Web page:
Sunday, April 23, 2017
Different Strokes for Different Folks
Since the advent of computers as an elemental part of my existence, you could track my life through the discussion groups I’ve joined.
First, as a Sheriff’s Department employee, I joined a police group (typical of their caution, you had to send a copy of your badge, your i.d. and a confirmation from your superior to even be approved for membership). A while later, as the new owner of a rescue Cocker Spaniel, I joined a Cocker group. They welcomed anyone who owned a Cocker, might own a Cocker someday, simply liked Cockers or had ever even seen a Cocker).
Law enforcement officers are hard-nosed and wary. Men (mostly) of few words, and all of them to the point. These are people skilled in the use of weapons and they carry that mentality right into your in-box. Make what they consider an ignorant comment and the verbal equivalent of Glocks and Tasers are on hair trigger. Flaming is their version of Shock and Awe. Compassion? Forget it! If you have a death wish, try mentioning Hillary Clinton in a favorable light. I sometimes stumbled from their cyber-world bleeding emotionally. If you can’t take the heat, trust me, the cop’s kitchen is one you want to stay out of.
So it was a relief to don my rose-colored glasses and enter Cockerland, where a constant sun filled the sky. Cocker devotees were so sweet, I could literally feel my blood sugar climbing as I read their posts. Express the tiniest upset to them and be prepared to overdose on tender loving care. The Cocker aficionados rushed to send one another Frosty Paws, a kind of electronic hug. Pets or people never die, they go “across the Rainbow Bridge”. Cocker lovers always give everyone the benefit of the doubt. They remember one another’s dogs’ birthdays. I never felt like I measured up. Heck, I’m lucky if I remember my best friend’s birthday. I didn’t even admit when Raleigh crossed the Rainbow Bridge because I didn’t want to confess about the funeral service, casket, headstone and cemetery plot I didn’t buy. I thought I would only feel guilty confronting an inbox overflowing with Frosty Paws.
Then I joined a Wesley Clark for President group back when the General was in the running in 2004. We were drawn together by belief in Clark’s resume (first in his class at West Point, Rhodes scholar, wounded in Vietnam, 4 star general, NATO commander, etc). We thought it was a time when America needed a hero. Evidently, America didn’t agree. But we stayed together even after he lost the nomination. As a group, the Wes Clark supporters tended to be cool, calm and analytical. They’d write long, detailed e-mails about esoteric policy issues. They were religious about attributing credit for quotes and posting links to their sources. Our moderator was militant about keeping us on a path of fairness and deliberation. This lasted until the great match-up between Hillary Clinton and Barack Obama at which time, we broke into two opposing camps and deteriorated into name-calling and recrimination. We found out first-hand how easy it is for even friendly neighbors to turn on one another.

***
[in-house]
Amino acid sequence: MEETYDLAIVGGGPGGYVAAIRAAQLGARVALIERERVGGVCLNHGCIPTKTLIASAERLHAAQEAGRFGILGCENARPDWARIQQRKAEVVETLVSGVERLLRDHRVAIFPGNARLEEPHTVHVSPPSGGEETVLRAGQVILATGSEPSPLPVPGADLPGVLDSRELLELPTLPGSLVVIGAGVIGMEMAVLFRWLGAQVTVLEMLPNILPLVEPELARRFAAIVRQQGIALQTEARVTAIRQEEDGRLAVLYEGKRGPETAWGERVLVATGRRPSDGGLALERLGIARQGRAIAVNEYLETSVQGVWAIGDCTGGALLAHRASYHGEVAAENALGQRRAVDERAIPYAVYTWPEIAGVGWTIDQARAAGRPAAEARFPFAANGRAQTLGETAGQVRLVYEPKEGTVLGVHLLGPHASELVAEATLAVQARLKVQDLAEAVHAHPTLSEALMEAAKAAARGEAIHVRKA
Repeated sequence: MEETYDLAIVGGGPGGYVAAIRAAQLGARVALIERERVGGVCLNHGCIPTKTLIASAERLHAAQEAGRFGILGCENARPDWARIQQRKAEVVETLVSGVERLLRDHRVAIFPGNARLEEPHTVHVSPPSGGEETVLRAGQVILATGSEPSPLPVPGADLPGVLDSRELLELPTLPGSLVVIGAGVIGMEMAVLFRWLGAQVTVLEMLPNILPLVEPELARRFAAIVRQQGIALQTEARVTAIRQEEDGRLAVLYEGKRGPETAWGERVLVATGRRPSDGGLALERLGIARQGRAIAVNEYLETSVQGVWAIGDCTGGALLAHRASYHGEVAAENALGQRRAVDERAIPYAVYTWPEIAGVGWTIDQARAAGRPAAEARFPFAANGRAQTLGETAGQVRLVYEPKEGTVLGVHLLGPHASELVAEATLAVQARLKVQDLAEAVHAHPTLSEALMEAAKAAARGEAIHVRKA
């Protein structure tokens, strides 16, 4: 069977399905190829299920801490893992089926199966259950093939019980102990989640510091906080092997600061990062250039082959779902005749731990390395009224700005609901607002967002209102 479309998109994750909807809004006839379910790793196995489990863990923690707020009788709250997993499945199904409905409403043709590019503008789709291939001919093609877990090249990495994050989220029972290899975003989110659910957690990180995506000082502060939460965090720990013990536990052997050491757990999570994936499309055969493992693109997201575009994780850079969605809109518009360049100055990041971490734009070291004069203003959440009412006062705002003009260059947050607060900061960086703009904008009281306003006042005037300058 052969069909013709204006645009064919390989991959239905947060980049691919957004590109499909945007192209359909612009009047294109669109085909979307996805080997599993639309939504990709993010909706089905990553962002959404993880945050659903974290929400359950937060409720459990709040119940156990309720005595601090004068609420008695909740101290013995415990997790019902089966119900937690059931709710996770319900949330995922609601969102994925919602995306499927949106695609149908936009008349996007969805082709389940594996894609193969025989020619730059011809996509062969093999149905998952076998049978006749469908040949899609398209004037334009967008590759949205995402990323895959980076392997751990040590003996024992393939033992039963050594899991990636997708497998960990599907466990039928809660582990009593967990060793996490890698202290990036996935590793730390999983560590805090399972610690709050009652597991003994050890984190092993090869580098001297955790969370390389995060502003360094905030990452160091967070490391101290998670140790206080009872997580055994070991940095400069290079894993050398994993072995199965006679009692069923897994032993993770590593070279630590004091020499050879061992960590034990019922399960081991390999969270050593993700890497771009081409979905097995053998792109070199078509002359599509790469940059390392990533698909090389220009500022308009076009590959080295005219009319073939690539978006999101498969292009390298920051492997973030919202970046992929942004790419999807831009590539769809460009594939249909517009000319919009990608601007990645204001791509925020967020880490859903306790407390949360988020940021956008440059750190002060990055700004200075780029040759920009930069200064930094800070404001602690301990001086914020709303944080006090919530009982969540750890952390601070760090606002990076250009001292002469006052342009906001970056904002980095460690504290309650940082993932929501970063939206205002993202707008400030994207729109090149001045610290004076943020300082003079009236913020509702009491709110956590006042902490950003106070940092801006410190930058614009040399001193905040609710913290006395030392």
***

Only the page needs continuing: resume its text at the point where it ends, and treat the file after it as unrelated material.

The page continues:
So I bailed on politics and became a NASCAR fan and, of course, I joined a NASCAR discussion group. In general, NASCAR people tend to be one sentence posters. E-mails will flood into my in-box and I settle happily into what I expect will be a an hour or so of contented reading, only to spend five minutes deleting messages that simply say, “Go, Smoke!” or “Down with Jeff Gordon” or “88!!!!!!!”. You can race through their messages as fast as Carl Edwards makes a lap around Bristol. Their judgments are swift and sure. They hate with great passion. The most devastating epithet they can hurl is to call a driver gay. I don’t know that they necessarily think it is true, it is simply that in NASCAR nation, gayness is the ultimate expression of contempt. NASCAR people worship at the altar of Dale Earnhardt and that adoration flows down to his son, Dale, Junior. It strikes me as odd that although I’d guess NASCAR fans are heavily weighted toward being Republicans, a party that professes its support for the free enterprise system, in choosing drivers they scorn those who fought their way up through the ranks in favor of monarchy.
These days, I’m back in the political ring big-time. I was a dedicated Hillary Clinton supporter and joined several pro-Hillary groups. She lost, of course, and now the Hillary gatherings have tended to slide over to anti-Trump discussions.
I no longer belong to all these groups but I enjoyed all of them even if moving among them made me feel that I was suffering from Multiple Personality Disorder. For amusement, I sometimes imagined how everyone would react if somehow all my various groups, past and present, were merged and had to deal with one another. Would the cops drown in the sea of syrupy optimism from the cocker folks? Would the NASCAR fans be overwhelmed by the blizzard of white papers posted by the Clark devotees? Or would the police pull their weapons and shoot their way free. Would the NASCAR aficionados run down the undoubtedly gay-leaning Hillary fans?
Or are there more like me than I imagine, showing only one part of their personality to one group at a time but able to appreciate them all and using all of it as fodder for their writing?